Woman’s misery as overgrown hedge ‘putting lives at risk’
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A woman has told of her frustration as an overgrown hedge in her neighbourhood is overspilling across a stretch of pavement – and no one seems to know who is responsible for it.
She claims the foliage is now forcing wheelchair users and parents with prams into the road, putting them at risk from oncoming traffic. The narrow path is located in a residential area with a high volume of traffic on the road’s 20mph speed limit.
Anne Moore, who lives opposite the shrub in Blackburn, Lancashire, first reported the issue to the local council in July, claiming the problem had escalated to the entire pavement becoming “unpassable.”
She said she has noticed locals struggling to get by, with many having to walk onto the busy road to avoid the overgrown shrubbery.
The 64-year-old told LancsLive: “There’s a lady who lives up the road on a mobility scooter and she’s had to walk onto the road.
“There’s also a blind couple who have a guide dog and that dog walks onto the road as well, because the pavement is too narrow to walk on.
“At school pick-up time, it’s really busy with loads of cars and people can’t leave their younger kids at home so they take these big prams to pick up their kids.
“They might have a dog too and so all of that doesn’t fit either.”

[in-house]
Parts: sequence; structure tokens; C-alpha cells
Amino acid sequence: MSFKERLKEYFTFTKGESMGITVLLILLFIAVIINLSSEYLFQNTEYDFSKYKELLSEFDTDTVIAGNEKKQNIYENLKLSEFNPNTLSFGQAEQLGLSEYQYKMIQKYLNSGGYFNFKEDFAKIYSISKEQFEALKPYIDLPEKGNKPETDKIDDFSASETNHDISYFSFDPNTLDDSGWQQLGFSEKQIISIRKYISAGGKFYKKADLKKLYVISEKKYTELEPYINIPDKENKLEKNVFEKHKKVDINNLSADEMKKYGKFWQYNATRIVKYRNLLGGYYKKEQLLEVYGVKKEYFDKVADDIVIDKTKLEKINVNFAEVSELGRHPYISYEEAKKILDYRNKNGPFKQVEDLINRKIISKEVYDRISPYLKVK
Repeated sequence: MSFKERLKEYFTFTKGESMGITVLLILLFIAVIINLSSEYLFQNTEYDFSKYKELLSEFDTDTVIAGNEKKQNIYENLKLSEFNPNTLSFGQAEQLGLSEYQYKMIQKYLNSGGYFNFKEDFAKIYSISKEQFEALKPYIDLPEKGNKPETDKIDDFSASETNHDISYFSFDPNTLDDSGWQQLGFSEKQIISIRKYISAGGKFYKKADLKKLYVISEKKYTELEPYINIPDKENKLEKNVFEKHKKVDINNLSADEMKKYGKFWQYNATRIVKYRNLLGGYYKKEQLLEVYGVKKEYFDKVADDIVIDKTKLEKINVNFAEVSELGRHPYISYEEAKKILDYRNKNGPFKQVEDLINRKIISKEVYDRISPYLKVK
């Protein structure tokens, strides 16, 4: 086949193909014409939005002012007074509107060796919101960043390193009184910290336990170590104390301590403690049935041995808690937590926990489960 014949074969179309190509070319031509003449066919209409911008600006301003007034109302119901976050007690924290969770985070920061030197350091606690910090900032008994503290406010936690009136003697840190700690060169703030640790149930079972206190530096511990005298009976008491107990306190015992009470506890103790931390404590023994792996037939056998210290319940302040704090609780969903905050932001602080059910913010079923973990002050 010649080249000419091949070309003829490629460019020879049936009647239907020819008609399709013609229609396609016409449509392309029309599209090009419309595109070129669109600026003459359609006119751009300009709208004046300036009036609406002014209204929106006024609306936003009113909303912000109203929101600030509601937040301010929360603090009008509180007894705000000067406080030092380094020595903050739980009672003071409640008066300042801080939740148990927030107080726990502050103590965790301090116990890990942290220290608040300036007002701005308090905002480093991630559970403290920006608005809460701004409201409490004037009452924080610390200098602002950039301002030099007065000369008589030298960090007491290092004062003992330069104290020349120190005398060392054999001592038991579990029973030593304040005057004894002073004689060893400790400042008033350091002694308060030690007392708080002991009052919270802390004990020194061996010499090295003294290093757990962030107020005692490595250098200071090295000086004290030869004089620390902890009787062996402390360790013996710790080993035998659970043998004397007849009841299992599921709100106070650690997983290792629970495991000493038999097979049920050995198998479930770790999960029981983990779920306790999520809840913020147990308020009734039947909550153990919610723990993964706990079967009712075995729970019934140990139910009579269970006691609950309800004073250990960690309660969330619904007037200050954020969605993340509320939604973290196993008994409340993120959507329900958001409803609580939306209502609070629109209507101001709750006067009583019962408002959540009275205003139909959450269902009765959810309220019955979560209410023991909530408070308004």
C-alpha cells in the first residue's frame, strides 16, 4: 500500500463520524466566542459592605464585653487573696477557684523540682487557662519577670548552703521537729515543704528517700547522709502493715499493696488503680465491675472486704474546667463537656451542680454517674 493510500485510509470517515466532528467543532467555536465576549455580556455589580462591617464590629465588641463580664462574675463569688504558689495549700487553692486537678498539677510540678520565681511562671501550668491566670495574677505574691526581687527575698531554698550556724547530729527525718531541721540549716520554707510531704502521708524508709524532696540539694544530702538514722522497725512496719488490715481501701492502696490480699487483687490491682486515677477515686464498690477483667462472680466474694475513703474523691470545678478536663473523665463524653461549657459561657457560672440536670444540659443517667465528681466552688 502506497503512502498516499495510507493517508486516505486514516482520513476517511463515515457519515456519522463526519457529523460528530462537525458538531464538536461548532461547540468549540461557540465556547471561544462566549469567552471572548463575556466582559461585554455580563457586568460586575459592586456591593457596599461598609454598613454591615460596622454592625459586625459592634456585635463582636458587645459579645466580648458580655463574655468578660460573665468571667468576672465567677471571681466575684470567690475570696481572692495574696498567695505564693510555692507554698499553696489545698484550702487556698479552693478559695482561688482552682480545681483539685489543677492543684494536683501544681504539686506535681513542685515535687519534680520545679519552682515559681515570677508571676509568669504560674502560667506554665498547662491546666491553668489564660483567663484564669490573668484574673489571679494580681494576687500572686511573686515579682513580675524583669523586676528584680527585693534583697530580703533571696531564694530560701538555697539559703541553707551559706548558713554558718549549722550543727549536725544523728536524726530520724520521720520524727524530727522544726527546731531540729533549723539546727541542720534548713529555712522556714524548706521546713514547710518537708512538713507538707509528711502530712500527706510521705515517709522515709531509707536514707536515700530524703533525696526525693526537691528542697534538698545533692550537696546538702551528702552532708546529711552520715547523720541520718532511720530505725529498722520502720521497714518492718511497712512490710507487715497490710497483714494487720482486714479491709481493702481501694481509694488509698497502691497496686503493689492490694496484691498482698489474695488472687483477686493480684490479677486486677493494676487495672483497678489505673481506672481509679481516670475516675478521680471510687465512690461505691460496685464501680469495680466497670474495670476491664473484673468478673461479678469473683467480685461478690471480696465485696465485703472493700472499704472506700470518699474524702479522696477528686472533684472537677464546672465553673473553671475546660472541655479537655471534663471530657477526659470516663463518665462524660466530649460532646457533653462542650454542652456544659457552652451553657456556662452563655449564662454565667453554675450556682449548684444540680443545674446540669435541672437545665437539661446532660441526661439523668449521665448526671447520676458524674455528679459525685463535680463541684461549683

Anne has lived in her house for 34 years since she bought it for her 30th birthday.
Back then, the shrub was non-existent, as it was two years after she moved in that she was told by workers who planted it that they had planning permission for one tree and a bush – which has since significantly overgrown.
Anne said: “It’s never been trimmed, apart from by yours truly. That was about four years ago, but I just trimmed some of the weeds on the pavement, I didn’t go near the tree.
“I check to see it and it’s covering the pavement now. It’s an accident waiting to happen.”
Another neighbour, who wished to be named only as Dennis, lives next door to Anne and has called the address home for 44 years.
He also shares similar concerns about the footpath, including the way in which people drive down the road, which he claims is adding to the issue.
He said that people opt to walk on that side of the road as opposed to crossing it, as they may think it is quiet, which, according to him, it is not.
Dennis said: “It’s a danger for people walking down because they’ve always got to walk in the road, of course then they’ve got their backs to the cars and some of the cars ignore the 20 mile an hour, they really come down fast.
“You get people with prams, having to walk in the road and the other day there was a blind lady, she had to walk into the road with her dog, so it’s very very risky.
“Motorists come down really fast and if they’re on their mobile phone, which a lot are, they’ll hit somebody.
“It is causing a problem. It won’t be long before it’s completely over the pavement.”
It is understood that the shrubbery on the pavement does not belong to the residents of the houses which back onto it, as there is fencing separating them from the shrubbery. The council also said it does not own the site.
Dwayne Lowe, head of highways, transport and network for Darwen Borough Council, said: “Since we received the enquiry from residents we have been clarifying the ownership of the land and that is still not clear.
“However, for the future safety of highway users, we will be taking the overhanging shrubs back to the edge of the pavement within the next 4 weeks.”
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